Security is something that should not be taken lightly when we are managing a server. And above all, if the server hosts web systems accessible from the Internet. This is because many people are behind these servers to steal the information they contain, some of them with quite important information. Imagine if they compromise the server where a company’s administrative system is hosted, the consequences would be terrible. Luckily, there are applications that help us protect even more servers from external attacks. Today, in this post we will show you how to install Fail2Ban on CentOS 8.
Fail2Ban is a tool that protects our server from possible attacks against a specific service. For example, when from an IP address you try to log in failed to service. It is very likely to be an attack trying to guess the password and cause problems.
Likewise, Fail2Ban is one of the most popular server applications out there. In fact, you have many collaborators in the community which makes it even more reliable.
On the other hand, Fail2Ban is easily configurable although it has many options for it. Therefore, it is flexible and powerful.
So, let’s install it and examine it a bit.
Install Fail2Ban on CentOS 8
Despite being a highly popular tool in sysadmin, Fail2Ban is not available from official repositories. However, installing it is not a problem thanks to the EPEL repository.
Then the first step is to enable it:
Once it is enabled without problems, you can install Fail2Ban using the following command:
:~# dnf install fail2ban
Once you have finished the installation you will be ready to configure. But let’s take a look.
The Fail2Ban on CentOS 8 configuration
Within the Fail2Ban directory, there are several configuration files and rules established for the main services used on a Linux server. Some of these services are the following:
- FTP services such as VSFTP or ProFTPD.
- Web servers such as Apache or Nginx.
- Email services such as Postfix, dovecot, and others.
- Other services such as WordPress, Asterisk, Drupal.
But these are not the only ones. So, we’re talking about almost total server protection.
The jail.conf file
In this sense, the most important configuration file is /etc/fail2ban/jail.conf where you can find almost all the fundamental options of the application.
It is recommended that if you are going to modify them first make a backup of it. This is because if a higher version of Fail2Ban updates the default configuration you will lose your changes. I also recommend creating the copy with extension .local which is the configuration that will recognize the application.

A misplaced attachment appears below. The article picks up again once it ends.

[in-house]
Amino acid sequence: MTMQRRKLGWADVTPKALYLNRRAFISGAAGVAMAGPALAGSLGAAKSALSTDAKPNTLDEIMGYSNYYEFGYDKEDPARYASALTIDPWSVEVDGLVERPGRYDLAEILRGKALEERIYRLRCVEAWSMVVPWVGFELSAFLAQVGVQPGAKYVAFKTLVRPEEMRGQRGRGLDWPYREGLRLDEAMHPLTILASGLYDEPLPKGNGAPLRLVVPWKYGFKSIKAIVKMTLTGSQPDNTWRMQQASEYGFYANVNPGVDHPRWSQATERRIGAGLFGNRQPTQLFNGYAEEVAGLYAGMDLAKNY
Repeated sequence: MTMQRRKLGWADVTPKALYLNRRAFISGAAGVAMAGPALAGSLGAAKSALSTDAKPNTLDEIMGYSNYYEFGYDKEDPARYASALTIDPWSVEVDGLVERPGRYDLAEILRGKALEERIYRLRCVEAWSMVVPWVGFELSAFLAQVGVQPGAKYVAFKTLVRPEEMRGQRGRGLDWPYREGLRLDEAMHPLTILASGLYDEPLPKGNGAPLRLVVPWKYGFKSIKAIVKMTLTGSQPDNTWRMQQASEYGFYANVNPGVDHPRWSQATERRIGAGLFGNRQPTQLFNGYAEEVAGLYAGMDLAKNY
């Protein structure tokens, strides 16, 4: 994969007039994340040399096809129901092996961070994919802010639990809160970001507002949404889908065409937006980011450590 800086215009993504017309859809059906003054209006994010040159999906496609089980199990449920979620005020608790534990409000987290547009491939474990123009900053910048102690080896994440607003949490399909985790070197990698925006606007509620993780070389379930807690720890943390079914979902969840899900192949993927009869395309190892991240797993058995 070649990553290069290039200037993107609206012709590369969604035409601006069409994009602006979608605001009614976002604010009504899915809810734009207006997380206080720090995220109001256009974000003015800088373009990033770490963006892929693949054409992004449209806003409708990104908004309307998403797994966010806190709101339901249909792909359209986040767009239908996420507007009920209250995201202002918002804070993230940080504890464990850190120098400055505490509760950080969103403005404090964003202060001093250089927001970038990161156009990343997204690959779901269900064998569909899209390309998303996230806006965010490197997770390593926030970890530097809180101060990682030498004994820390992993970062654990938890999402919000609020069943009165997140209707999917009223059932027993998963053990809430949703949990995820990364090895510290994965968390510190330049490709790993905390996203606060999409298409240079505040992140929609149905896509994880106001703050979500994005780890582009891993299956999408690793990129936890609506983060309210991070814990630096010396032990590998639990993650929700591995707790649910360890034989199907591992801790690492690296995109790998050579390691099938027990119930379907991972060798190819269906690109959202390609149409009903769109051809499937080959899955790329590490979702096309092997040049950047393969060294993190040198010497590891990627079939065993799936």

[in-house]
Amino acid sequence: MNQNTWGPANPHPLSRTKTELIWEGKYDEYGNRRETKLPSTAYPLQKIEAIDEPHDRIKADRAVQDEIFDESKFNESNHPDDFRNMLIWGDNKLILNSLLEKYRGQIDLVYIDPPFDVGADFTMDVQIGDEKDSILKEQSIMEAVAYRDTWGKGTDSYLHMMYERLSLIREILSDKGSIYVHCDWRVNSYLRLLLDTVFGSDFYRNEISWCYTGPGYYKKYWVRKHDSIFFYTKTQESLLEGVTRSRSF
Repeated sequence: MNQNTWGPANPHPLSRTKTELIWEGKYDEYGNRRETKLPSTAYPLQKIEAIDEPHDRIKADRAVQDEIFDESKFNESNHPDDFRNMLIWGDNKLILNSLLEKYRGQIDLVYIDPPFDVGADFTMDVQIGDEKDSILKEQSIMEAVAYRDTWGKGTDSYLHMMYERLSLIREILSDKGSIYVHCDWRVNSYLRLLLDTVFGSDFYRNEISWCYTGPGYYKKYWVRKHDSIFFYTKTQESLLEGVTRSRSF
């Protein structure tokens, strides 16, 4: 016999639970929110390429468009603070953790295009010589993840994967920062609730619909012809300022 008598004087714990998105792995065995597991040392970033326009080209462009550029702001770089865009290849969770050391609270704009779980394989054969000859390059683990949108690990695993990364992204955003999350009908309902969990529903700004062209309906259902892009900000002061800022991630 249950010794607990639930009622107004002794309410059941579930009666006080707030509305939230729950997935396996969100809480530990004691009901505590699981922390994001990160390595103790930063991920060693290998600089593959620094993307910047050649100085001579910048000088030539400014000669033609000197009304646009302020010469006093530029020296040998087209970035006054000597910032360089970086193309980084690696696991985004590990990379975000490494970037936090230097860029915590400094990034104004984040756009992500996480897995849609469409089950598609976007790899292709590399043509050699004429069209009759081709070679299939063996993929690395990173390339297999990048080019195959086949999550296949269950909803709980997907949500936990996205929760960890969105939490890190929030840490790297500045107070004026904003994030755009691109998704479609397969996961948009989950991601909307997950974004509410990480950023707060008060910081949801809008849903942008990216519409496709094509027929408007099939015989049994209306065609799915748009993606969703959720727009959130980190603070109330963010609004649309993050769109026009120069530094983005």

:~# cp /etc/fail2ban/jail.conf /etc/fail2ban/jail.local
Now if we can do what we want in the file because we have the security of knowing that if something goes wrong, we can return to the initial configuration.
By default it looks like this:
At the end of the file are the services it protects. If you want to activate or deactivate one, just comment or uncomment the lines.
You can even delete everything and create a custom file. This is done when you have enough experience and managing the application. Of the most important attributes of the configuration file, we find the following:
- ignoreip: Here we can indicate IP addresses that will not be applied Fail2Ban policies. For example, the IP of the server administrator’s computer. Or others that are considered secure.
- bantime: Here’s how long the banned IP address will last.
- maxretry: This indicates the number of logging attempts that the user will have available before banning it.
- findtime: The time is that it will have as limit the attempts.
- banaction: What action to take when the ban happens
- backend: the service or method to manage the log.
A simple example of a Fail2Ban configuration file can be the following:
[default] ignoreip:192.168.250.2 maxretry:6 bantime:500 findtime:200 banaction:iptables-multiport backend:auto [sshd] enabled = true [proftpd] enabled = true
Finally, you have to start the Fail2Ban service. It is also a good idea to make it start with the system.
:~# systemctl start fail2ban :~# systemctl enable fail2ban
Protecting a server against external and internal attacks is quite a complicated job. However, tools emerge to help make the task less complex. In this case, Fail2Ban is shown as an application that is very useful, secure and easy to configure. With it, our server will be a little more secure.